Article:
TOKYO, October 25, 2021 (ispace PR) – Today, ispace, inc. (ispace) announced that it raised additional financing from Airbus Ventures, as part of an extension of the lunar exploration company’s Series C investment round, following its initial Series C funding announced on August 4, 2021, and its Series C extension round funding announced on October 20th.
With this latest investment, ispace’s total amount raised since seed investment is approximately $200 million (USD).[i] The funds from ispace’s Series C investment round are planned to be applied toward ispace’s second lunar mission, which is planned to launch in 2023[ii], as well as to support the development of its Series 2 lunar lander for its third mission, which is currently planned to launch in 2024[iii]. The Series 2 lander for the third mission is currently being developed in the United States.
Israel and the United Arab Emirates (UAE) will collaborate on a mission to the moon, analyze data from an Israeli-French Earth observation satellite, and launch a joint education satellite under a landmark agreement signed last week to cooperate on a range of space projects, the Israel Space Agency (ISA) announced.
The two nations will collaborate on Genesis 2, an $100 million Israeli mission to launch an orbiter to the moon and deploy landers at two different locations on the lunar surface. The mission, which is to be half funded with foreign contributions, is scheduled to launch in 2024.
Memorandum of Understanding signed with Canadian company Stardust and Australia’s University of Technology Sydney and EXPLOR Space Technologies
COLORADO SPRINGS, Colo. (ispace PR) – Today, ispace, inc. (ispace), ispace Europe SA (ispace Europe), Stardust Technologies Inc. (Stardust), University of Technology Sydney (UTS), and EXPLOR Space Technologies (EXPLOR) collectively signed a Memorandum of Understanding (MoU) to collaborate on a mining rover with a multipurpose robotics arm utilizing virtual reality, haptic feedback in the framework of in situ resource utilization (ISRU) activities on the Moon.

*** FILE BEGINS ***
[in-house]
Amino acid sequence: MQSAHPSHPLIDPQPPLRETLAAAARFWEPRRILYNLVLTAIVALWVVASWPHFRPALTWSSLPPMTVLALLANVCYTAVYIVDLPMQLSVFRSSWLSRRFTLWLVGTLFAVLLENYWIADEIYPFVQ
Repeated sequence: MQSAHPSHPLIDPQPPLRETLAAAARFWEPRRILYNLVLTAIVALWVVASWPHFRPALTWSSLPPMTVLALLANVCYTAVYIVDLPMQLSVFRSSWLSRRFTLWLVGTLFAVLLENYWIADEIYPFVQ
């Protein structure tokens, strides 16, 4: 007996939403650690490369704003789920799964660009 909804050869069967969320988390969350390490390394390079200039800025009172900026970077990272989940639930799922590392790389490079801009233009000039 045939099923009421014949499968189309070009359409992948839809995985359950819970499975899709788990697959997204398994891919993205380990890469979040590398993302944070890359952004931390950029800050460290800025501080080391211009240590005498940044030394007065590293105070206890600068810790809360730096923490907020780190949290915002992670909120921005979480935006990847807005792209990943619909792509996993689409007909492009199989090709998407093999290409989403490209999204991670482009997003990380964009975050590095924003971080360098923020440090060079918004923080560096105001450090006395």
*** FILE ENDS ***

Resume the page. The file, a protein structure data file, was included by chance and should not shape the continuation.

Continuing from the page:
Under the proposed collaboration, the parties involved plan to engage in the form of one or more of the following:
The lander, larger in size and payload design capacity, is planned to be designed and manufactured in the US
Colorado Springs, Colo. (ispace PR) – Today, ispace, inc. (ispace) unveiled its next generation lunar lander, Series 2, which the company plans to first use for its third lunar mission (Mission 3), as well as subsequent future missions. Standing at approximately 9 ft tall and 14 ft wide (approx. 2.7 m tall by 4.2 m wide), including its legs, it is larger in both size and customer payload design capacity than ispace’s first-generation lander model, Series 1, which the company is developing for its first and second missions.
The Chinese commercial launch provider iSpace failed to orbit a satellite with its Hyperbola-1 rocket for the second time in a row on Tuesday.
iSpace, which is also known as the Interstellar Glory Space Technology, said in a press release that the four-stage rocket worked as planned after liftoff from the Jiuquan Satellite Launch Center. However, the fairing failed to separate, so the unidentified satellite could not enter its planned 500 km high sun synchronous orbit.
“This launch further verified the correctness of the overall plan of the Hyperbola-1 rocket, obtained effective flight data, and accumulated valuable experience and lessons,” the company said.
It was the second failure in three launch attempts for the commercial company. On Feb. 1, a Hyperbola-1 rocket carrying multiple satellites veered off course early during its flight. The company attributed the failure to a falling piece of foam.
iSpace made history in July 2019 when its Hyperbola-1 rocket placed several payloads into space. It was the first successful launch by a private Chinese company.